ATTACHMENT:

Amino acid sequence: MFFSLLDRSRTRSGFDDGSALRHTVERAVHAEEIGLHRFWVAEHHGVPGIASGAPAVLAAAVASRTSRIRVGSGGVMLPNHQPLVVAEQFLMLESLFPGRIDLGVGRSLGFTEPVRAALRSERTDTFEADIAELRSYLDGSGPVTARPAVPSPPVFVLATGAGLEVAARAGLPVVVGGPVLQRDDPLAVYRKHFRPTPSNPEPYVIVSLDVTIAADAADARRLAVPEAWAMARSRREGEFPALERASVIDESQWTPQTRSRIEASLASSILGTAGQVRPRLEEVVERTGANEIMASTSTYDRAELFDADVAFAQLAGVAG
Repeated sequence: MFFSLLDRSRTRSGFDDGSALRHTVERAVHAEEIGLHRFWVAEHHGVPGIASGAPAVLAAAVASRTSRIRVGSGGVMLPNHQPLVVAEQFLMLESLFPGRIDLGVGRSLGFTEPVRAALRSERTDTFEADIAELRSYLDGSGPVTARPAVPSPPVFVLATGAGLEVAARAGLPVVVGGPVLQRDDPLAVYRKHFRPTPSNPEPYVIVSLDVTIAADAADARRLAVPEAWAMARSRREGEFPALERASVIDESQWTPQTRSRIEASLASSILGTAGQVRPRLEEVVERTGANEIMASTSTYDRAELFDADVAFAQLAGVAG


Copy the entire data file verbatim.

Amino acid sequence: MFFSLLDRSRTRSGFDDGSALRHTVERAVHAEEIGLHRFWVAEHHGVPGIASGAPAVLAAAVASRTSRIRVGSGGVMLPNHQPLVVAEQFLMLESLFPGRIDLGVGRSLGFTEPVRAALRSERTDTFEADIAELRSYLDGSGPVTARPAVPSPPVFVLATGAGLEVAARAGLPVVVGGPVLQRDDPLAVYRKHFRPTPSNPEPYVIVSLDVTIAADAADARRLAVPEAWAMARSRREGEFPALERASVIDESQWTPQTRSRIEASLASSILGTAGQVRPRLEEVVERTGANEIMASTSTYDRAELFDADVAFAQLAGVAG
Repeated sequence: MFFSLLDRSRTRSGFDDGSALRHTVERAVHAEEIGLHRFWVAEHHGVPGIASGAPAVLAAAVASRTSRIRVGSGGVMLPNHQPLVVAEQFLMLESLFPGRIDLGVGRSLGFTEPVRAALRSERTDTFEADIAELRSYLDGSGPVTARPAVPSPPVFVLATGAGLEVAARAGLPVVVGGPVLQRDDPLAVYRKHFRPTPSNPEPYVIVSLDVTIAADAADARRLAVPEAWAMARSRREGEFPALERASVIDESQWTPQTRSRIEASLASSILGTAGQVRPRLEEVVERTGANEIMASTSTYDRAELFDADVAFAQLAGVAG